Monday, January 31, 2011

Nonfiction Monday Book Review: Tom Thumb: The Remarkable True Story of a Man in Miniature, by George Sullivan (Clarion Books, 2011) ISBN 978-0-547-18203-2

Recommended for ages 10 and up.

After reading Candace Fleming's Barnum biography earlier this year,  I was happy to have the opportunity to learn more about Tom Thumb, "discovered" and made famous by Barnum himself.  This very accessible biography by George Sullivan, who has written more than 100 non-fiction books for young people, is a fascinating book for children or adults.

Tom Thumb and P.T. Barnum
Charles Stratton was born in 1838, and was actually over 9 pounds at birth.  But before his first birthday, Charley seemed to have stopped growing.  The doctors were perplexed, since Charley was healthy in all other ways and perfectly proportioned.  Because of his small size and winning personality, Barnum offered to show him at his museum in New York.  Although his mother was initially against the plan, Charley's parents agreed to try it out for a sum of $3 a week.  Not yet five years old, Charley's show business career had begun as General Tom Thumb, a name Barnum chose from English folklore.

Because Tom Thumb and Barnum's lives were so intimiately entwined, the book provides plenty of anecdotes and background about Barnum's life as well as the "freaks" at his museum.  With the extensive archival photographs and original documents, such as the text of one of Tom Thumb's scripts, we are able to easily imagine his shows, in which, among other antics, he sang, danced, and sold kisses to the ladies.  Tom's popularity grew quickly, and before long his salary went up to a princely $25 per week.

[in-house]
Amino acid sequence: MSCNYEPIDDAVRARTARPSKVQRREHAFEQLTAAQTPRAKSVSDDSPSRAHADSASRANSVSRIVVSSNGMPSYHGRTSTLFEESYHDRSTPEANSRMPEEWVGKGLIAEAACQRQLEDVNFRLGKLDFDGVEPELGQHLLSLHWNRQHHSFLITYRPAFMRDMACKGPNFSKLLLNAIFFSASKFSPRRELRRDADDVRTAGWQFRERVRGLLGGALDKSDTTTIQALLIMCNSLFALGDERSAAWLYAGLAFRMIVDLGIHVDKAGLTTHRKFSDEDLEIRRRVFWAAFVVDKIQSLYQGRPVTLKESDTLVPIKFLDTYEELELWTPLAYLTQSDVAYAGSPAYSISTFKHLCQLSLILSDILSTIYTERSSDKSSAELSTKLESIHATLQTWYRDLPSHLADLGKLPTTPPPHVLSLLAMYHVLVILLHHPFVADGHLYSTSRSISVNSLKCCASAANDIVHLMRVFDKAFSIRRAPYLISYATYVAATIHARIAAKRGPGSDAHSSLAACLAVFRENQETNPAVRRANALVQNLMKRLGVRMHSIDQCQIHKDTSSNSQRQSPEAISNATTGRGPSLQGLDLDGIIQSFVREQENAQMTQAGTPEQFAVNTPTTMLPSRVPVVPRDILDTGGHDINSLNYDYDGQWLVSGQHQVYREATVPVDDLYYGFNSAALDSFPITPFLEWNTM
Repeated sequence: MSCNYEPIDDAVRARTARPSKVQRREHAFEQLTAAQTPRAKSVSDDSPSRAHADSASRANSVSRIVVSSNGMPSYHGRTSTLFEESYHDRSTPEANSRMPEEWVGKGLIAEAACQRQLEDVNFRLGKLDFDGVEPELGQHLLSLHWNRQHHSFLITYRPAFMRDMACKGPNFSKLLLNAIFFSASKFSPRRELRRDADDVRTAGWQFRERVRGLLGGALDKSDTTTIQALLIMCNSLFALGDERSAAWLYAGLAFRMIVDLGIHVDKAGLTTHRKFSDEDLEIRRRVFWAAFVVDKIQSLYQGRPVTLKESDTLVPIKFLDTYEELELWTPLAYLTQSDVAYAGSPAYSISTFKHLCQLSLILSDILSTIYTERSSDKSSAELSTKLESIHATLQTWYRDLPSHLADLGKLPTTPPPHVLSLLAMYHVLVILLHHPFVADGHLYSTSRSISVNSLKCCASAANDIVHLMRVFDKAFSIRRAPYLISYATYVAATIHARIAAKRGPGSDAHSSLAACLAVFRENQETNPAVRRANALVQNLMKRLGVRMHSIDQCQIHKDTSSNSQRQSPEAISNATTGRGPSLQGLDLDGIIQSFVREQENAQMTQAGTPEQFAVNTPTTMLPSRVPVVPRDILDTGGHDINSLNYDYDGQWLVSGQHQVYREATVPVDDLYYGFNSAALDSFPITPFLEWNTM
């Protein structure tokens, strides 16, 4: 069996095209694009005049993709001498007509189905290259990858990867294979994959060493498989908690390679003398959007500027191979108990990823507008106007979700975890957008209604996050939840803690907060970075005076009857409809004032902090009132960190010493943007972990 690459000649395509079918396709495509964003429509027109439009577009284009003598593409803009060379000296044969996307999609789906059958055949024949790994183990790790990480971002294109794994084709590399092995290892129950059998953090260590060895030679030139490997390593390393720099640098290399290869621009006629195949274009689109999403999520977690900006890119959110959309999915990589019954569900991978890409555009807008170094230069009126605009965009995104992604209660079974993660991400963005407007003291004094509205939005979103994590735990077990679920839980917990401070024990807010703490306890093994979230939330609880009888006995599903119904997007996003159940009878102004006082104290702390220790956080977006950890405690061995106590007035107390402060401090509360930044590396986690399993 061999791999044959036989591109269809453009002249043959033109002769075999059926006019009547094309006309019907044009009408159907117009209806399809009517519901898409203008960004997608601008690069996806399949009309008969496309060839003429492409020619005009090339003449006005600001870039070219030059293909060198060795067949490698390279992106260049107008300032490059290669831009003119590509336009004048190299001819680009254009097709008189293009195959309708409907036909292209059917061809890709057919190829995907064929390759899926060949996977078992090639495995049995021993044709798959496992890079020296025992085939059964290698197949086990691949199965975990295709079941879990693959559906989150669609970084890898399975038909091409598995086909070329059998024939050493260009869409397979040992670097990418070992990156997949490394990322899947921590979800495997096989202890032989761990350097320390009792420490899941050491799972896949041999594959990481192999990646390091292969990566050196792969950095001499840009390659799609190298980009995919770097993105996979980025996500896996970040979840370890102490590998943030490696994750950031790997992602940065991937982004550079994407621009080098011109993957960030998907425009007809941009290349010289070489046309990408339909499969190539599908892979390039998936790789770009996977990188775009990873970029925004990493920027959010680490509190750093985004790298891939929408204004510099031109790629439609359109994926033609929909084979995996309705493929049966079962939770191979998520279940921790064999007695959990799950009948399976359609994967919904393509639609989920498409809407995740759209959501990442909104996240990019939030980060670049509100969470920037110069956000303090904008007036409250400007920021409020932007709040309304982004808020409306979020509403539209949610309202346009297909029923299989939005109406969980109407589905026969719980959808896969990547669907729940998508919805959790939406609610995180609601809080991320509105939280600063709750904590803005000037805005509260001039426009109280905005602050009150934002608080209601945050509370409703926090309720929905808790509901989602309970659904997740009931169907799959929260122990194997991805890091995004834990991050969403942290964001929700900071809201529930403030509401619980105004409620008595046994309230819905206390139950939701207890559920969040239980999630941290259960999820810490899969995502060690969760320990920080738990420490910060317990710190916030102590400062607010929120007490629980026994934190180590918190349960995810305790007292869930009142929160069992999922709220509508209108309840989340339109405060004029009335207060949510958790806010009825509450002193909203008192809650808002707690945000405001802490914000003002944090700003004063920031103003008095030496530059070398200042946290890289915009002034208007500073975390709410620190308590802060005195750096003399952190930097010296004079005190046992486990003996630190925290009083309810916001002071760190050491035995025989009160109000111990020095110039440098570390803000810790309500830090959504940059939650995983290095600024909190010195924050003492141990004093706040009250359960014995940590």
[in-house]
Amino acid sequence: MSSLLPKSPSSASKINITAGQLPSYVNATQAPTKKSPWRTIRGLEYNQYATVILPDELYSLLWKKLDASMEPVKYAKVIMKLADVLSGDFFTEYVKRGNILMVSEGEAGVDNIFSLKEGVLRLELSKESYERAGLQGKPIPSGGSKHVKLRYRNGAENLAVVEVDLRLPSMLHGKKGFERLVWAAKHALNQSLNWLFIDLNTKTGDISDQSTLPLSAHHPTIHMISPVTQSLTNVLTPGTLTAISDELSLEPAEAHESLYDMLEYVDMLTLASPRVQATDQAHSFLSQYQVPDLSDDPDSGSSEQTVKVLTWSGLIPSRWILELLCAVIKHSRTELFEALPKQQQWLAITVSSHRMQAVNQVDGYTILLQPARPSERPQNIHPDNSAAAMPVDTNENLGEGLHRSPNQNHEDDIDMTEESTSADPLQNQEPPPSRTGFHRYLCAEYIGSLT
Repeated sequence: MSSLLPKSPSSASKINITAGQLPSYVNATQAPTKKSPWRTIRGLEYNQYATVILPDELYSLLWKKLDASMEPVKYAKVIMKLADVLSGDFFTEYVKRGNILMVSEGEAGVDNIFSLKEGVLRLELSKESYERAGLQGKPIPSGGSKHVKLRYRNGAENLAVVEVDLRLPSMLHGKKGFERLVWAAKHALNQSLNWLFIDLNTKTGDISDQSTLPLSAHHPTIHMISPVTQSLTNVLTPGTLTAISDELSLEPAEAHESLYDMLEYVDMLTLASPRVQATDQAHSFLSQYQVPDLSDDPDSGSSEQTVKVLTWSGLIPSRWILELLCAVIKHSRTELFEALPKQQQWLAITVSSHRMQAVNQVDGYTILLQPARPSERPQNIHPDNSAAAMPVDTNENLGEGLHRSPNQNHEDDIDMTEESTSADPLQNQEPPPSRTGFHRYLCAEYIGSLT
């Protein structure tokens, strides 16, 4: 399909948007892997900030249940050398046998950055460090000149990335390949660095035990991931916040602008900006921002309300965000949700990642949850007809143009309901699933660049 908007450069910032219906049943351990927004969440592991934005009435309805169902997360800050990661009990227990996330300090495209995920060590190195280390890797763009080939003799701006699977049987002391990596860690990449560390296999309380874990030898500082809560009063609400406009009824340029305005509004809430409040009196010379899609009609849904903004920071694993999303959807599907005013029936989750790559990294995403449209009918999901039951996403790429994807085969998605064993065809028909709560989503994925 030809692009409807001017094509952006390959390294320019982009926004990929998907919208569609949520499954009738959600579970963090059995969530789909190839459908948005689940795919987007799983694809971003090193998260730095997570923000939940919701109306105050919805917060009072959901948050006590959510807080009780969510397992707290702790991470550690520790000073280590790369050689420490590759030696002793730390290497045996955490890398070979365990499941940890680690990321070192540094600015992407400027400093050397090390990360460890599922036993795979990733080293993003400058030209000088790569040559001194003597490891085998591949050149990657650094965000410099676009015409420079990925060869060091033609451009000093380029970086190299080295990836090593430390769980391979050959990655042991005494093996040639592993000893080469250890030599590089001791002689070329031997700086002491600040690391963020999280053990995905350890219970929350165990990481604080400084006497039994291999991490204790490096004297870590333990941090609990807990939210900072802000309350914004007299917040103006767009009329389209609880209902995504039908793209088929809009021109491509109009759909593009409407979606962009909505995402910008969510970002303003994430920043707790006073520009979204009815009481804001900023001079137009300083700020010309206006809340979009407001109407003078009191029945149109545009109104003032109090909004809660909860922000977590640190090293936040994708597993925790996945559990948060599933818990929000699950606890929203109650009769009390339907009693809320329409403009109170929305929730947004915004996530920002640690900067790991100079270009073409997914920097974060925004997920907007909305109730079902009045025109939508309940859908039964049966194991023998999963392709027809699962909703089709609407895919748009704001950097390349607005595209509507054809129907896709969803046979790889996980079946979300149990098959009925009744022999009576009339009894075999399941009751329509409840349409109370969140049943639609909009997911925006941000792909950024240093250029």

Although Tom's exhibition as entertainment may seem distasteful to our twenty-first century sensibilities about people who are "different," the author is careful to put Tom's career in the perspective of the time.  No conventional careers would have been open to Charley other than entertainment, and under Barnum's tutelage he because very wealthy and traveled the world, even performing for Queen Victoria, Prince Albert, and their children.  Background is also provided on dwarves throughout history, explaining how dwarves had a long tradition of serving as entertainers at royal courts and elsewhere. 
Tom Thumb's Wedding in 1863

Readers of this book will see how Barnum fanned the cult of celebrity to maximize his--and Tom Thumb's--profits.  When Tom Thumb married his miniature sweetheart, Lavinia (she was 32 inches tall, and like Tom, perfectly proportioned), it was a huge nationally covered celebrity event.  During the dark days of the Civil War in 1863, The Fairy Wedding, as it was called by the press, rivaled the war for newspaper inches, and police had to put up barricades to handle the crowds waiting to see the bride and groom arrive at the church in New York.  The couple and bridal party were photographed by no less than Matthew Brady, photographer to President Lincoln, and copies of the prints were mass produced as wedding souvenirs.  Tom Thumb, as the author points out, was a true celebrity in a time when there were few, as well as a person who earned respect as an entertainer, not just a curiosity.

This book contains plenty of information for children looking for a biography to read either for pleasure or for a school assignment and would be a great addition to both public and school library collections.  A bibliography, index, and author's notes are included. 

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